Meta’s New Tools Address Marketers’ AI Concerns

Meta's New Tools Address Marketers' AI Concerns

A new image generator relies on assets the advertiser already owns, part of Meta’s efforts to ensure its ad products align with internal brand guidelines.

Meta unveiled a set of new generative artificial intelligence (AI) features for advertisers Tuesday (May 7), including image and text generators that speed up creative production. The offerings address marketers’ demand for a greater sense of control in their AI experiments and a guarantee that the end results will meet what are often specific internal brand guidelines, like ensuring the correct colors are present in ads.

Striking the right balance with generative AI is important for Meta to build confidence in a technology the Instagram and WhatsApp owners believe is key to future growth, but which has become involved in complex ethical and legal tangles.

“Part of the answer for how to grow [generative AI] adoption is making sure it’s not just a black box, but you also have the right levels of control,” said John Hegeman, vice president and head of monetization at Meta, during the Q&A portion of a presentation to reporters. “Brand guidelines are an area where brands are going to continue to have a lot of specific preferences and not want those to be violated.”

At launch, Meta’s image generator only spits out image variations based on assets that the advertiser submits rather than working off of text prompts alone. A business may have an existing picture that shows a cup of coffee against sunny farmland and could ask Meta to show the cup instead “surrounded by coffee beans and lush leaves,” leading the software to produce several potential image ideas that might serve as a replacement.

“Most marketers and advertisers prefer utilizing the assets they’ve provided,” said Alvin Bowles, vice president of Meta’s global business group, during the presentation. “The guesswork, you take some of that out of it because it’s coming from the agency and client.”

Meta will eventually let the image generator function off of text prompts, according to Hegeman, though there’s no set timeline on when that will occur. The ads can be further spruced up with text overlays in a dozen of Meta’s most popular typeface options, while an automated image expansion tool — already used to adjust ads to fit different Meta surfaces like the TikTok lookalike Reels — will ensure the copy is aligned properly.

Meta, at the same time, is expanding its AI-powered text generation to ad headlines in addition to primary text. The company said it factored in feedback from advertisers that wanted more diverse suggestions and ones that better reflected their brand values and product selling points. Outputs could be further improved as Meta transitions to its more advanced Llama 3 large-language models.

The social media giant’s new AI bells and whistles are expected to be available globally by the end of the year. As with many pitches around AI, the goal is to eliminate grunt work and free up more time for performance-driving activities, including creative versioning, that boost ad activity and, ultimately, Meta’s bottom line. Meta’s ad revenue was up 27% in Q1, while the average cost per ad increased 6%, a sign of growing demand.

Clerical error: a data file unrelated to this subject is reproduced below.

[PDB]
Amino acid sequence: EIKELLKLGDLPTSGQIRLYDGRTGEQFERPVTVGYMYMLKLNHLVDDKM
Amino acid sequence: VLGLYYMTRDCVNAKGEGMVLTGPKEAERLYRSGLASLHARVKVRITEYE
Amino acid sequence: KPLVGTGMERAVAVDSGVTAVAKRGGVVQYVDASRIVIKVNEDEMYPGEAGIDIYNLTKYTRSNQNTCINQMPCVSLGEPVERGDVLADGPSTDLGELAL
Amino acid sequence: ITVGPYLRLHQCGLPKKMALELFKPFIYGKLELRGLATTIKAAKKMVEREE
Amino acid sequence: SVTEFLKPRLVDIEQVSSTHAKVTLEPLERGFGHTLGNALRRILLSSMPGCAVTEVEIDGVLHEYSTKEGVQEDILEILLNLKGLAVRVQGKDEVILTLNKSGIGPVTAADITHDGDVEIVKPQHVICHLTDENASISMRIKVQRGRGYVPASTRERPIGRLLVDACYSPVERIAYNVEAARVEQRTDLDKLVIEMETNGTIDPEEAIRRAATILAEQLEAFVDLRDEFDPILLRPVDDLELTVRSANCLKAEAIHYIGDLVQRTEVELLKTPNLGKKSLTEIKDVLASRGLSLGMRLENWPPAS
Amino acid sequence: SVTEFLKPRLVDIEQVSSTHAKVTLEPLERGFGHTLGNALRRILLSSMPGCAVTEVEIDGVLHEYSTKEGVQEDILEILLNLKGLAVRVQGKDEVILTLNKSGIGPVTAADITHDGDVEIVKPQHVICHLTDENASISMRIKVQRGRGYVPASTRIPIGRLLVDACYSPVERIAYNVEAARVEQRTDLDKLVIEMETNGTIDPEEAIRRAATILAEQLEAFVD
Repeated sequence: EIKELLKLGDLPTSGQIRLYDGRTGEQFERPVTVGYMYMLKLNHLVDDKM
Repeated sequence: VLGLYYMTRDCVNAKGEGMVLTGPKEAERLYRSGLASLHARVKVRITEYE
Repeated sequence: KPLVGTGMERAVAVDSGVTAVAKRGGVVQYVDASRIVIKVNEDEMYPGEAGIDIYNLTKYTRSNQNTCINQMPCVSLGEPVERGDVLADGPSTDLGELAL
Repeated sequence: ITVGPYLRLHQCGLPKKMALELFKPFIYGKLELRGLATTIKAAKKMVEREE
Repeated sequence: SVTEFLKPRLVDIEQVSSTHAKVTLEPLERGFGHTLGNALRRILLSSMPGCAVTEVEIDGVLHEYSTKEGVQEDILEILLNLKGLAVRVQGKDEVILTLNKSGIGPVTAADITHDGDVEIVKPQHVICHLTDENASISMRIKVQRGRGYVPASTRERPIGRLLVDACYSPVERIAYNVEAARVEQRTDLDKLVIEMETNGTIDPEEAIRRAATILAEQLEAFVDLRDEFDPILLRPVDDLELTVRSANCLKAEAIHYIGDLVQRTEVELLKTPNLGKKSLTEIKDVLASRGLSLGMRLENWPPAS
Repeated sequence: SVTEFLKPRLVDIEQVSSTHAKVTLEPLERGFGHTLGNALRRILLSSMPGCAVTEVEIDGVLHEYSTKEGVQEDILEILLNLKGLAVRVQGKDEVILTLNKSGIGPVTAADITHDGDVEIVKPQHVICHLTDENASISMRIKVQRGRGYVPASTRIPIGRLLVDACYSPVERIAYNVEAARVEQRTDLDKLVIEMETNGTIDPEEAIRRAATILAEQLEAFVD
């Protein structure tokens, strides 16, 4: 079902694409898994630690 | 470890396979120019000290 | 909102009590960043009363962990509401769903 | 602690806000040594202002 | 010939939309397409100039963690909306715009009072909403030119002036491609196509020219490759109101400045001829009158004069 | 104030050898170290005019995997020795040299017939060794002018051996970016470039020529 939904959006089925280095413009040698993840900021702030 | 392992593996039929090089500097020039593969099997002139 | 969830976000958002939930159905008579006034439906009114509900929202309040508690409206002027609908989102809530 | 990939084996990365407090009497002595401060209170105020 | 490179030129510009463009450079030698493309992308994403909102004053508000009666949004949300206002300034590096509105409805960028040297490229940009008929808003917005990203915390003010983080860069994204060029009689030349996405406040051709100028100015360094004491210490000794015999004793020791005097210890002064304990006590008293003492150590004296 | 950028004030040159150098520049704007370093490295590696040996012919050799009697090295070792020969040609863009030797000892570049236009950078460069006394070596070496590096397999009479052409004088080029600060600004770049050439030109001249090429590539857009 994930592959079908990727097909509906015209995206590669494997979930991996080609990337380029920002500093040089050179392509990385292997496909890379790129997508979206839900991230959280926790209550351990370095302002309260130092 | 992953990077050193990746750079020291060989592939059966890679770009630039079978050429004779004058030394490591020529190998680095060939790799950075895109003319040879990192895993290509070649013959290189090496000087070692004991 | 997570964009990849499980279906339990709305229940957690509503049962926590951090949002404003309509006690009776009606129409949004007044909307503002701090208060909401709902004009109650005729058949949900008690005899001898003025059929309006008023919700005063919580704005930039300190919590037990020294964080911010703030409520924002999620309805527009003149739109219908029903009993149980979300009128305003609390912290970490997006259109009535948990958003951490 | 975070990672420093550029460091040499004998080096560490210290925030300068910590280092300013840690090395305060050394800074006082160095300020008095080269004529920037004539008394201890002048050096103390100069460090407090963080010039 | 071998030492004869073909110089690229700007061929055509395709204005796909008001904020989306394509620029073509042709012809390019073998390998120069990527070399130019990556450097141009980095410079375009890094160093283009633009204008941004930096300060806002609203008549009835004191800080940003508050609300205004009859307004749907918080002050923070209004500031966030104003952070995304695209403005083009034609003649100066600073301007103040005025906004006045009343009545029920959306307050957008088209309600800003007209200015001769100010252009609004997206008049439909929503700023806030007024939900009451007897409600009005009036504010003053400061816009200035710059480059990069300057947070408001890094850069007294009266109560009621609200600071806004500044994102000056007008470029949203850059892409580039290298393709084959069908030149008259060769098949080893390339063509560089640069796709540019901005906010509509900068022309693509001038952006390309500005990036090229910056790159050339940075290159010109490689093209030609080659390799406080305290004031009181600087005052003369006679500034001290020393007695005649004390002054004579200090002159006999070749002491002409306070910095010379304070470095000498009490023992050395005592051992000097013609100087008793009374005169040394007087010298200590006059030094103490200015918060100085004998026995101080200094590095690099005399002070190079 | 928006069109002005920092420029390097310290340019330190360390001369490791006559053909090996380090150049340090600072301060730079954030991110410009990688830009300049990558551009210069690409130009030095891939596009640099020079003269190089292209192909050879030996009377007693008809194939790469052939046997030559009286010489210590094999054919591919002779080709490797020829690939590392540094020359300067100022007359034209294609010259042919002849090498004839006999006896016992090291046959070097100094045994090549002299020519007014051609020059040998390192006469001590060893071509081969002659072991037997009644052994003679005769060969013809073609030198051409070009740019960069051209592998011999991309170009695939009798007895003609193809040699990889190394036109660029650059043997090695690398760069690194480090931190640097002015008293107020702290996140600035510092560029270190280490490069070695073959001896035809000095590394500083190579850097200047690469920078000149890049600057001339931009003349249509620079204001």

“We want to free up time for people who are focusing on strategic relationships rather than spending an inordinate amount of time transacting on our platform,” said Bowles.

Striking a balance

Most Meta advertisers have used AI in some shape or form for years, and the firm released an AI Sandbox that leverages generative AI to let brands test out different backgrounds and text in their campaigns. Companies like Meta are now trying to gauge where more hands-off automation makes sense in advertising and what areas are best left under human supervision.

Generative AI has been known to produce bizarre, off-putting images — Facebook is rife with uncanny valley material — and is increasingly subject to questions around copyright and the need for disclosure, such as watermarking that signals a picture was AI-generated. Meta executives were asked about both topics several times during the presentation Tuesday. The Meta announcements also dropped on the same day that OpenAI, a competitor in the tech arms race, announced a new Media Manager that allows artists to opt out of having their works used as training material for generative AI.

Per Hegeman, verticals like political and social issues advertisers will not be allowed to use Meta’s generative AI tools at first. Meta outlined its plans to label AI-generated images in February, though its rules for advertisers are still being ironed out.

“We’re working through some of the specifics in terms of exactly how that works in the context of ads,” said Hegeman.

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Meta will not prefer AI-generated ads over those made by humans, nor will it boost its AI-generated ads over those created with rival software like Midjourney, Hegeman explained. The aim is to prioritize what’s performing best because that drives up the competitiveness of ad auctions. Asked about the cost of accessing these products, Hegeman assured me that Meta would try to keep as many of its ad offerings free as possible.

That could change as generative AI becomes more sophisticated and demands increased computing power. Meta leadership has previously indicated that charging people to use bigger AI models is one way to monetize the incredibly cost-intensive technology. At least for now, Meta is welcoming advertisers of all sizes into the fold.

“We want to make sure that businesses of all sizes can option into this,” said Bowles. “This is meant to democratize storytelling from an advertising lens.”